The late Tobe Hooper’s The Texas Chainsaw Massacre is a seminal horror classic – one which, when released in 1974, caused massive controversy and spawned a whole new type of horror film. Unfortunately, it also spawned a large assortment of unsuccessful sequels. The latest in this line of sequels is actually a prequel film titled Leatherface from Lionsgate. However, much like Rob Zombie’s prequel of John Carpenter’s Halloween, it largely does not work on many levels.
The film starts off at one of Leatherface’s childhood birthday celebrations. We find out that Jed Sawyer (the actual name of human skin mask-wearing killer) will not take a life when prompted by his Mother (Lili Taylor) and family, showing that he started out with somewhat of a human heart. Eventually, Jed finds himself in a mental hospital after the Sawyer family kills the daughter of the local Sheriff (Stephen Dorff) who then vows revenge against them. Ten years later, four patients including Jed (now under a different name) and one hostage, a nurse (Vanessa Grasse), escape the asylum and go on a gore-filled road trip.
Leatherface makes some huge mistakes – the biggest being what Rob Zombie did to Michael Myers in his Halloween prequel: He made him a sympathetic person. We see Leatherface as a young boy and young man with feelings and as someone who even comes to the rescue of other people at times. It humanizes the deranged behemoth we see in the original film and hurts that movie in the process. They do this to bolster a surprise reveal midway through the film which makes no sense given how Leatherface appears in the original film. Biologically, it simply does not make sense.
The second big problem with Leatherface is that there are no “good” characters in the film that you want to root for or put the viewer in the situation. The closest we have is the nurse character, and she doesn’t get nearly enough time to develop and ends up pushed to the background due to the more powerful performances by some actors in the film. This is not to say that Vanessa Grasse is not a good actor – she is and it shows in what she has to work with. Her character is simply not written in a way that allows her to shine like she could. Even the Sheriff, whom I had hoped would end up being the “good guy”, ends up being corrupt. In fact, most every character in this movie is corrupted in some way except. You NEED a character the audience can connect to in these films. Without it, the film loses that gnawing and building tension that keeps an audience engaged and hoping upon hope that the “good guy” doesn’t end up a skin mask.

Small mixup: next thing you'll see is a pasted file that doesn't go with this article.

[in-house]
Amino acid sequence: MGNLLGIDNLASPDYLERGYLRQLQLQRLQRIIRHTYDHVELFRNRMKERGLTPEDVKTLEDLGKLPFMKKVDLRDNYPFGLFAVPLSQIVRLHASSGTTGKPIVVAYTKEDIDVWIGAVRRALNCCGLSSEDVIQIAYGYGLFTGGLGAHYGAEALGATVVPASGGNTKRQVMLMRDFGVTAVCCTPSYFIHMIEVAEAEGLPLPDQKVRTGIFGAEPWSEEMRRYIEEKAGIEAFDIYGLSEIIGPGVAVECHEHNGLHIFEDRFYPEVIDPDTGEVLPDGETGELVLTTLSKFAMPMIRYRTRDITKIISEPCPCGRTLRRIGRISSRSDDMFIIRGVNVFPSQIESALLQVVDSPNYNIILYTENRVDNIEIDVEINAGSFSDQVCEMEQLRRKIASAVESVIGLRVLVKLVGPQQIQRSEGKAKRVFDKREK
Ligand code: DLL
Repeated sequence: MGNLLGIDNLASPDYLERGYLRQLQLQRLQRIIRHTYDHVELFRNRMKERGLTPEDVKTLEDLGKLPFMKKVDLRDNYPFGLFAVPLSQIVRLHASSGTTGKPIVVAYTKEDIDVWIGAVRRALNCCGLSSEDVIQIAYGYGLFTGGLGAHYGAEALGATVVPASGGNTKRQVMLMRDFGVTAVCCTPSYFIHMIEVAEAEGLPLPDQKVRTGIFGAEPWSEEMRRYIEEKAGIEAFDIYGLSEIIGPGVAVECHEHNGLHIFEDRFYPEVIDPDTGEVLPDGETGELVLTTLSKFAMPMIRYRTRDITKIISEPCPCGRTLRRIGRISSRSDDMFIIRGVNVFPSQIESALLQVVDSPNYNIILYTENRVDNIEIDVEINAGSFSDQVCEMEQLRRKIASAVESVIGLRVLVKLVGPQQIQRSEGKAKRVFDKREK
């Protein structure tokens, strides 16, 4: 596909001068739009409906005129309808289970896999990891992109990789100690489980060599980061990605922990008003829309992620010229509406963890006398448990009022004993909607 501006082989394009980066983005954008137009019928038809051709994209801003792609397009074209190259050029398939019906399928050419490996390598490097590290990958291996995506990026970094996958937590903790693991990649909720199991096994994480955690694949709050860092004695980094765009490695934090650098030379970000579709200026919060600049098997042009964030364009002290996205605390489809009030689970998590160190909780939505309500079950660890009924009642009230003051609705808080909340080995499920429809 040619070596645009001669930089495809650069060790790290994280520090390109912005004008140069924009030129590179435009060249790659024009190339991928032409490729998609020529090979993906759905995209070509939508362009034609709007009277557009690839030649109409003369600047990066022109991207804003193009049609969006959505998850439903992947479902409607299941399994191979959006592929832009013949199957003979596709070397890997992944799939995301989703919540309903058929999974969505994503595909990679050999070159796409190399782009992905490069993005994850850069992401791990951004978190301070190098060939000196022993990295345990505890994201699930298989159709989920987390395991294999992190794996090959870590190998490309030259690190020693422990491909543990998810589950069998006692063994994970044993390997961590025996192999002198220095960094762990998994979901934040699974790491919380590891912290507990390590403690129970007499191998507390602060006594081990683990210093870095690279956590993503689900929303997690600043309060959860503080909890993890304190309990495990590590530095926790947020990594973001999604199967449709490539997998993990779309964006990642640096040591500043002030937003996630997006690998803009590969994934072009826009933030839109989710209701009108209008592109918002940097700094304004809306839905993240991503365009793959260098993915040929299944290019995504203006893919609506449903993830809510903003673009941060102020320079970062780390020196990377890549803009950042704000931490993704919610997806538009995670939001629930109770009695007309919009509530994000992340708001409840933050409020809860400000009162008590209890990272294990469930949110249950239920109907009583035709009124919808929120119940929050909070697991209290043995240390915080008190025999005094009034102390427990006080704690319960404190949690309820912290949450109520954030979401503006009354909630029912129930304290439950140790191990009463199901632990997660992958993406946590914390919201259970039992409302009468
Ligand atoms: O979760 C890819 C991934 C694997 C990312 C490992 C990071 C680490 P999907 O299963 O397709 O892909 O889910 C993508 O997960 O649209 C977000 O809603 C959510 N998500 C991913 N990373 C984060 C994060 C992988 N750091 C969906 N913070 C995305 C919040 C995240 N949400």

The third big problem in the film is that, while the movie is titled “Leatherface”, it doesn’t focus enough on Leatherface! Instead, it ends up focusing on a number of other characters doing “bad” (or just plain stupid) things in a poorly-presented manner. What is very clear is that, despite a couple enjoyable previous films, French directing duo Alexandre Bustillo and Julien Maury do not have a grasp on what made the 1974 film great. What’s weirder is that the writer, Seth M. Sherwood, doesn’t have any other writing credits to speak of on IMDB. How does a two-person directing team and screenwriter with a handful of credits between the three of them get put at the helm of The Texas Chainsaw Massacre prequel movie?
Leatherface does have a couple bright spots, though, namely in its cinematography and performances. Lili Taylor, Stephen Dorff, and Finn Jones all put in great performances – again, with that they are given to work with. The film is shot beautifully, with foreboding angles, dark moodiness, and well-lit gore.
Unfortunately, I just can’t get behind Leatherface as a horror film or, for that matter, film I would buy or rent despite some good cinematography and performances. Those two factors are the only things which saved Leatherface from being rated at 1 out of 5 stars. If you really are craving this kind of horror movie, you should just rent or buy the original film and skip Leatherface altogether. It devalues the original film – especially if you have never seen the classic movie before.
Leatherface (2017) Review Score
(2 out of 5 stars)